Anyway, this act has been the province of men. Women of premodern Japan who commited suicide to “accompany” the husband–or other male family member, like father–usually slit or stabbed themselves in the throat. But what if a woman were to commit seppuku? What if a woman were to perform an act that required endurance, strength and a threshhold for pain that even normal men could barely endure? One of my favorite Xangans, Nefarious_Hatter, is an artist who comes up with some incredible images. She is, in my opinion, a wonderful photo essayist. Her entry, Richard and the Turtledoves (2004.01.23), is my favorite. No, no, no, she didn’t commit seppuku, but she did create the image of one by a woman–click on the image to get a larger view on her site.

I like this one a lot. The erstwhile honorable act of disembowelment committed by a woman could have a number of interpretations. This image is of a woman performing the act of a man. She is strong, she has courage. And since she is taking the ultimate responsibility like a man, she has been disgraced for doing something that she did–whatever it might be–that is perhaps usually associated with men. Consequently, for me, “To the Sun” suggests an image of a modern woman. While she has raised herself in society, in reality, she may have disgraced herself or failed in the process to accomplish something. It is not that woman–maybe Japanese and by extension Asian woman–cannot raise herself or be successful, but perhaps whatever she might have done–or failed to do–in the world of men induced her to consider suicide as her response. But as Nefarious brilliantly portrays, such a response is folly. Proving one’s strength or one’s equality to man by committing a “manly” act, seppuku, is foolhardy, as suggested in the Icarius-like flight to the sun…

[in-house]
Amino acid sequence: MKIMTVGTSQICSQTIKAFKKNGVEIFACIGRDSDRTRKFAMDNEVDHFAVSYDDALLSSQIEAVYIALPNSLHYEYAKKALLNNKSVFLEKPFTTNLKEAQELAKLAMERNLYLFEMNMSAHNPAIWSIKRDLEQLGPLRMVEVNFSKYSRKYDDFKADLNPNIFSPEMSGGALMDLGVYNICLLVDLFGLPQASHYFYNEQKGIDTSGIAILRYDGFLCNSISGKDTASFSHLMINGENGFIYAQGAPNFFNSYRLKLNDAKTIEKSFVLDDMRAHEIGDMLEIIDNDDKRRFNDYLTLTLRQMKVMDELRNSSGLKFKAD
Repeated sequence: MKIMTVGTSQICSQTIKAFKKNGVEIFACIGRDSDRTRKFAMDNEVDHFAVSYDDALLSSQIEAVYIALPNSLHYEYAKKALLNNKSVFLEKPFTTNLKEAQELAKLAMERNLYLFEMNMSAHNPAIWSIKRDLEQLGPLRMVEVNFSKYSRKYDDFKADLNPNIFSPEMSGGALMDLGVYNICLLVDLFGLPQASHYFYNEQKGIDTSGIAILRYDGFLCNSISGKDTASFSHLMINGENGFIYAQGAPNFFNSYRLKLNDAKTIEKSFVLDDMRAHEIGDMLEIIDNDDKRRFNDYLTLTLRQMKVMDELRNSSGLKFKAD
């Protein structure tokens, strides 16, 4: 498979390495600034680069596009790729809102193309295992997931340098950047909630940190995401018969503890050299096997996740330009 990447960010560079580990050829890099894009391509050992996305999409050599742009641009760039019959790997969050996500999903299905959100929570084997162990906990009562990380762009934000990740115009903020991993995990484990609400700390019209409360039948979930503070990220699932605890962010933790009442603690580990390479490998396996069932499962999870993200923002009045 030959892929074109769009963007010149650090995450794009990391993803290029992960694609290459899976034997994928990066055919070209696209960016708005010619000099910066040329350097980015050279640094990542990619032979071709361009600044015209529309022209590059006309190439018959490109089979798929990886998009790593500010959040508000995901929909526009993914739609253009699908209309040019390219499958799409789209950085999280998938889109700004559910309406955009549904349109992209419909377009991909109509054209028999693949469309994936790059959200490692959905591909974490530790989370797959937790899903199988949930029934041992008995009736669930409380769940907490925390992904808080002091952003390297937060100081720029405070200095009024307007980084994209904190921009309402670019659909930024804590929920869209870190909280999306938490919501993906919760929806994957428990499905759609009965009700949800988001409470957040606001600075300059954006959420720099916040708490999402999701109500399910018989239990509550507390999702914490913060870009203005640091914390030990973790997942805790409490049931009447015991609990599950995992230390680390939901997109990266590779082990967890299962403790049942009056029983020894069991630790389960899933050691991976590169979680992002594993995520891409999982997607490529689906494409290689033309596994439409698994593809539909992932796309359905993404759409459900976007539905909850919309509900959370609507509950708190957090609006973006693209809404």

Well, that’s how I interpreted the image. Of course, it could just mean, I have finals, I’m tired, I wanna kill myself… As any of my students know, I believe that we all have our own interpretations and each one is valid–perhaps some are more insipid than others–but each has its own value.

In any event, I think it’s rather powerful image. I wonder if Nefarious would be willing to part with it…

Do you have an interpretation? What might this image mean to you?

Cox comes through again

April 30, 2004

Again, the geniuses at Cox did something that screwed up their lines and I was suddenlty left with no Internet for an afternoon. I wish they’d screw up when I’m at work, not when I’m at home… Anyway, I can finally update…

To the sun

I am a purportedly a Japanese expert, but there is so much about Japan that I still don’t know. One thing is ritual disembowelment; seppuku to us and harakiri (pronounced like the name of the late Chicago Cubs play-by-play announcer, Harry Caray) to the other, larger segment of the US population.